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I am looking for a code analysis/profiling tool for C++ on MacOS. I know that there have been posts about this thread, but my application in which I need is very specific, so maybe one can give me a little more specific advice.

So here is my problem: I am writing a scientific code (master's project) in C++, so it's a pure console application, no interactivity given. The code is supposed to run on massively parallel computers, thus I use MPI. However, right now I am not yet optimizing for scalability, but only for singlecore performance. Since I do not want to rewrite the whole programm as a serial one, I just use MPI with 1 thread. It works fine, but the optimizer obviously needs to be able to deal with this.

What do I want to analyze? Well, the code is not very complex in a sense that it has a very simple structure and thus all I need would be a list of how long the program spends in certain functions, so that I know where it loses most time and I can measure the speedup of my optimizations.

Thanks for all ideas

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4 Answers 4

You should use Instruments.app which includes a CPU sampler and thread activity viewer... among other things. (Choose "Product > Profile..." in Xcode)

If you want something more fine-grained, you could instrument your code. Coincidentally, I wrote a set of profiling macros just for such an occasion :)

https://github.com/nielsbot/Profiler

This will show a nice nested print out of time spent in instrumented routines. (instructions on that page)

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Did you try kcachgrind: http://kcachegrind.sourceforge.net/html/Home.html with valgrind ?

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I can recommed http://www.scalasca.org/ . You can use it also for the parallel performance afterwards.

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Don't look for "slow functions" and don't look to measure the time used by different pieces. Those concepts are so indirect as to be almost useless for telling you what to optimize.

Instead, take some stroboscopic X-rays, on wall-clock time, of what the entire program is doing, and study each one to see why the program is spending that instant of time. The reason this works better is it's not looking with function-colored glasses. It's looking with purpose-colored glasses, and you can tell if the program needs to be doing what it's doing. It's very accurate about locating big problems. It is not accurate about measuring them, nor does it need to be.

What happens when you just do measuring is this: You get a bunch of numbers on a bunch of routines. You look at them and say "what does it mean?". If it doesn't tell you what you should fix, you pat yourself on the back and say the program must be optimal. In fact, there probably is something you could fix, but you couldn't figure it out from the profiler. What's more, if you do find it and fix it, it can expose other things you can fix for even greater speedup.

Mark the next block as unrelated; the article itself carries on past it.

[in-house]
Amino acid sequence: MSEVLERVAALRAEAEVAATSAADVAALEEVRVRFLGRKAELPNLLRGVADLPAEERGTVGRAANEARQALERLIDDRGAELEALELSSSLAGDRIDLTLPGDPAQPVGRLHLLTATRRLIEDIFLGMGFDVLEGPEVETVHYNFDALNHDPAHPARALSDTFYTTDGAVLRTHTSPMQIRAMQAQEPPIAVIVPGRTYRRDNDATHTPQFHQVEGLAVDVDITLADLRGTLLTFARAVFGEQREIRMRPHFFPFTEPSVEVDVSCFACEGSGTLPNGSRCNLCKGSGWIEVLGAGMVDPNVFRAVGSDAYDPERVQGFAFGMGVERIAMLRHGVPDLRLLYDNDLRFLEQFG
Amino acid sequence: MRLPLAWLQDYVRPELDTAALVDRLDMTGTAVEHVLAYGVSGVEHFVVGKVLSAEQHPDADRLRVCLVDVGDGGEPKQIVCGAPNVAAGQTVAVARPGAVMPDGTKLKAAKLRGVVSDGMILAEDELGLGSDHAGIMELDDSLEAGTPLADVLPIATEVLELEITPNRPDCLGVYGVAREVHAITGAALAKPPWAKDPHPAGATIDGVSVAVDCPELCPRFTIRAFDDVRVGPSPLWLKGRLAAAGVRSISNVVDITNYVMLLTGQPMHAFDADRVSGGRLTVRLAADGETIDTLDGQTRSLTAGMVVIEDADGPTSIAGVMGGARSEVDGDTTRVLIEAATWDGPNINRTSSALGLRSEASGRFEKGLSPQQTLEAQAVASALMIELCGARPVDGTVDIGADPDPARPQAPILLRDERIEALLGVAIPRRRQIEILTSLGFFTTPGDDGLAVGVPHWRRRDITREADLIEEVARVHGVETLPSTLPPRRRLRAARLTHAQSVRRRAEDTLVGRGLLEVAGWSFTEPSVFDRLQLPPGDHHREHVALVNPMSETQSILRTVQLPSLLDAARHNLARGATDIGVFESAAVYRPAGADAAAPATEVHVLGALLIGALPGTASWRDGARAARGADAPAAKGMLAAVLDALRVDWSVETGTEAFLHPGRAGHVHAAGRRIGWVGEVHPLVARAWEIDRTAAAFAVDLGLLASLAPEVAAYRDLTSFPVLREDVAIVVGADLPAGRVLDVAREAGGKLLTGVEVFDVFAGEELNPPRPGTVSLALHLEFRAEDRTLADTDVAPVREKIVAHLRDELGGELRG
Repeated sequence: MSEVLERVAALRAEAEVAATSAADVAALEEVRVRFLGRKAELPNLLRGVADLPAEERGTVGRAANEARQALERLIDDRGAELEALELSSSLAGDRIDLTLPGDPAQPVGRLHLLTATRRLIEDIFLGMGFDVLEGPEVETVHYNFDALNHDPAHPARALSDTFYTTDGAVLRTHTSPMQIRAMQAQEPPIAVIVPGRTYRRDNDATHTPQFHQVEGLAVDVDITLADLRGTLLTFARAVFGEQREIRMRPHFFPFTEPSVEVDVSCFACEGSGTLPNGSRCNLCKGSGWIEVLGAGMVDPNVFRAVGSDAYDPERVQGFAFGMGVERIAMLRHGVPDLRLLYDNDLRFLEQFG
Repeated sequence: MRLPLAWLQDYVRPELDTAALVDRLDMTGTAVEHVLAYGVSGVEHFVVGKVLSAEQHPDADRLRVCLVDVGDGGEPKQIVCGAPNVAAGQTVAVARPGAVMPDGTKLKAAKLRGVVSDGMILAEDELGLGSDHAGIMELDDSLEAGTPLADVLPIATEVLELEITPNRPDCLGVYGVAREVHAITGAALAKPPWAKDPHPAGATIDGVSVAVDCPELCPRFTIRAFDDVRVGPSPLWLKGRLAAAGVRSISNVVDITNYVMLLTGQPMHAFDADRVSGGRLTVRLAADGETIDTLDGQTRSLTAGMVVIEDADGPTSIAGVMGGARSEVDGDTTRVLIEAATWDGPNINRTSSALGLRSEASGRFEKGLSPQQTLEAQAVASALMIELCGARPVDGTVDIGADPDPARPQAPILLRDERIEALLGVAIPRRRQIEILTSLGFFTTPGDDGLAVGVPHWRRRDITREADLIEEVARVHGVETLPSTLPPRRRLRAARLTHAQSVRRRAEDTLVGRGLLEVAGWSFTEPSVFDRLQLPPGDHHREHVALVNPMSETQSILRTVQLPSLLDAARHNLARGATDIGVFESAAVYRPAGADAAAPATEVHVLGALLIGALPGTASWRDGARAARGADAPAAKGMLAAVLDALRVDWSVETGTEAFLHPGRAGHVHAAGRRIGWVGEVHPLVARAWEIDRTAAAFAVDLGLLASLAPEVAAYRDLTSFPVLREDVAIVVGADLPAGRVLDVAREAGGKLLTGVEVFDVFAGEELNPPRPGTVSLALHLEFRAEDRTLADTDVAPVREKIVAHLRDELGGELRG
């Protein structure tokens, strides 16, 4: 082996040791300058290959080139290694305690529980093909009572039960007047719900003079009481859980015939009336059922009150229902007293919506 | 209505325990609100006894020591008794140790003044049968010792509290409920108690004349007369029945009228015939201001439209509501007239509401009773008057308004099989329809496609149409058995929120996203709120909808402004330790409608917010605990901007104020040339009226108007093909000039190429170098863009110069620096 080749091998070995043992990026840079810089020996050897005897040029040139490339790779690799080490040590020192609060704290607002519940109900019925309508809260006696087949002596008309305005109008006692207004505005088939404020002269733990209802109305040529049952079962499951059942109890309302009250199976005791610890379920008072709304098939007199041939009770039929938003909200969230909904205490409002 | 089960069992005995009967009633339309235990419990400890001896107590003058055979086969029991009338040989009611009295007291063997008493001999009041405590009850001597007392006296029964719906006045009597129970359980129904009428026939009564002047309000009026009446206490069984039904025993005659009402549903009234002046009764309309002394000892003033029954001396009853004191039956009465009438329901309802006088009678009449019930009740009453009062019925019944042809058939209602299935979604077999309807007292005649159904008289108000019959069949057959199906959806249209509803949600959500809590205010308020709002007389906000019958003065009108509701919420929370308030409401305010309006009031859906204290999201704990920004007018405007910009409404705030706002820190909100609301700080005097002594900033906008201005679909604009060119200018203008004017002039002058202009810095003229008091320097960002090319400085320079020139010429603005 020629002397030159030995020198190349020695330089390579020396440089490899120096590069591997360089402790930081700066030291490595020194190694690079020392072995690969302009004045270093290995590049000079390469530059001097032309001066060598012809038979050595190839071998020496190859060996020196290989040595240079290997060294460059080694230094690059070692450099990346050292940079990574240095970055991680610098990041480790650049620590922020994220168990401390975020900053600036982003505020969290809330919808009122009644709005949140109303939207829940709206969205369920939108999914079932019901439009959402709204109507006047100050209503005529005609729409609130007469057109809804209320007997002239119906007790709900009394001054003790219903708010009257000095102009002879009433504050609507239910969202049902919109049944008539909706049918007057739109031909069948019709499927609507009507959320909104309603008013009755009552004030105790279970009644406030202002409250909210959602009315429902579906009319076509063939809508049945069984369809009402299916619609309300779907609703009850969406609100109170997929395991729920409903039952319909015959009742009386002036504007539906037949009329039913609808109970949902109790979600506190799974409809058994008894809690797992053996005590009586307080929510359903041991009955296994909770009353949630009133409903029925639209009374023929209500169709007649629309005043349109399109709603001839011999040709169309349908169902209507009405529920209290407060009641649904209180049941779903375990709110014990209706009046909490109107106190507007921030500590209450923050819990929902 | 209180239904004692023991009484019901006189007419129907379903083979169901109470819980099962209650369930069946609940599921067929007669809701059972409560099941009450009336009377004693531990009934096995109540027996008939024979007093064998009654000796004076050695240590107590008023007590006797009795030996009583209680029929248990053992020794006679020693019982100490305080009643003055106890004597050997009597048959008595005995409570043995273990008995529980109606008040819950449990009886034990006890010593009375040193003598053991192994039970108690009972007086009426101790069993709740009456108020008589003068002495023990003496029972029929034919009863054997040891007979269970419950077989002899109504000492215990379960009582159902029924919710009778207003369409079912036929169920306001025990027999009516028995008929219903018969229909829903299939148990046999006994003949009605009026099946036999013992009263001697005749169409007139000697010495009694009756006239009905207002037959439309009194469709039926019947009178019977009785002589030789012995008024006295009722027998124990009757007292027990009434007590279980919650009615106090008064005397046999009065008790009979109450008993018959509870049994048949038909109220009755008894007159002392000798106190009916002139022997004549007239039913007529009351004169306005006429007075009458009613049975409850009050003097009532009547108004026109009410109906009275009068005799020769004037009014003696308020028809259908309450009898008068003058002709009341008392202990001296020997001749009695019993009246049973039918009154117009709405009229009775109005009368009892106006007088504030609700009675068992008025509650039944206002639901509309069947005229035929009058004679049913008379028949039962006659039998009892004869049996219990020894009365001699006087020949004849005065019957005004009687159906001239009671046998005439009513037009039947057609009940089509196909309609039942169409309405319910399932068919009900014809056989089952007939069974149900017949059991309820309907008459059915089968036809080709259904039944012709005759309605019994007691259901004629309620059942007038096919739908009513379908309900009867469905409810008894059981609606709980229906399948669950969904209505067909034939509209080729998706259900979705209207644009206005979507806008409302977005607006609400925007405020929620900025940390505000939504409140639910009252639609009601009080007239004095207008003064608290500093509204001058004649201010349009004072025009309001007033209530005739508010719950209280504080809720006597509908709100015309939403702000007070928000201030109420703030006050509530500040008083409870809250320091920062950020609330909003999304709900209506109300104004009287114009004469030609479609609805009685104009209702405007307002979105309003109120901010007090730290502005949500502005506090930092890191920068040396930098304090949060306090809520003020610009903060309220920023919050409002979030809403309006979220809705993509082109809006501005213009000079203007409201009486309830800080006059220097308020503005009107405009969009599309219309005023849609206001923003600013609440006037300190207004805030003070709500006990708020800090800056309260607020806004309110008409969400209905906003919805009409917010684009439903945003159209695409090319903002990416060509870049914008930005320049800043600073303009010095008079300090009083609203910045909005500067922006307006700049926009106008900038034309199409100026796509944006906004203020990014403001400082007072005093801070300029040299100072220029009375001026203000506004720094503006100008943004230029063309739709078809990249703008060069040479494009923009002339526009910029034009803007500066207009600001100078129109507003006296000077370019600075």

That's what random pausing is about.

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Thanks for that idea, but after all you need some tool to actually benchmark your performance - what do you use for that? –  Chris Mar 17 '13 at 14:18
    
@Chris: Anything I can use to time it. A change in performance of more than a few percent doesn't require an atomic clock. If you can find multiple things to fix, their individual speedup factors multiply together, and it's possible to get speedup of more than an order of magnitude. Here's an example of 43x. Going from 43 seconds to 1 second does not require fancy measuring tools. How about going from 12 minutes to 1 second? –  Mike Dunlavey Mar 17 '13 at 17:55
    
I see Mike's point, although I'd like to point out that the profiler in Instruments is a statistical sampler.. (logs your program call stack every _x_ms).. which is quite similar to what you are advocating I believe. –  nielsbot Mar 17 '13 at 19:28
    
@nielsbot: Among profilers, IMHO the best are those (like Zoom) that 1) sample the stack, on 2) wall-clock time (not just CPU time), and 3) report % stack-presence at the level of lines of code (not just functions). That said, what's a typical speedup factor anyone gets with a profiler? Here's 43x with this method. You can only do that if you don't miss problems. This method, though maybe crude, finds a superset of the problems that profilers find. That's why the huge difference in speedup results. –  Mike Dunlavey Mar 17 '13 at 21:34
    
Yes, the sampler in Instruments does what you describe. In addition you can monitor thread activity to diagnose scheduling stalls/resource conflicts. In the case of making single routines faster, for example a drawing loop, I find the old school profiler like the one I linked to more useful. –  nielsbot Mar 17 '13 at 23:02
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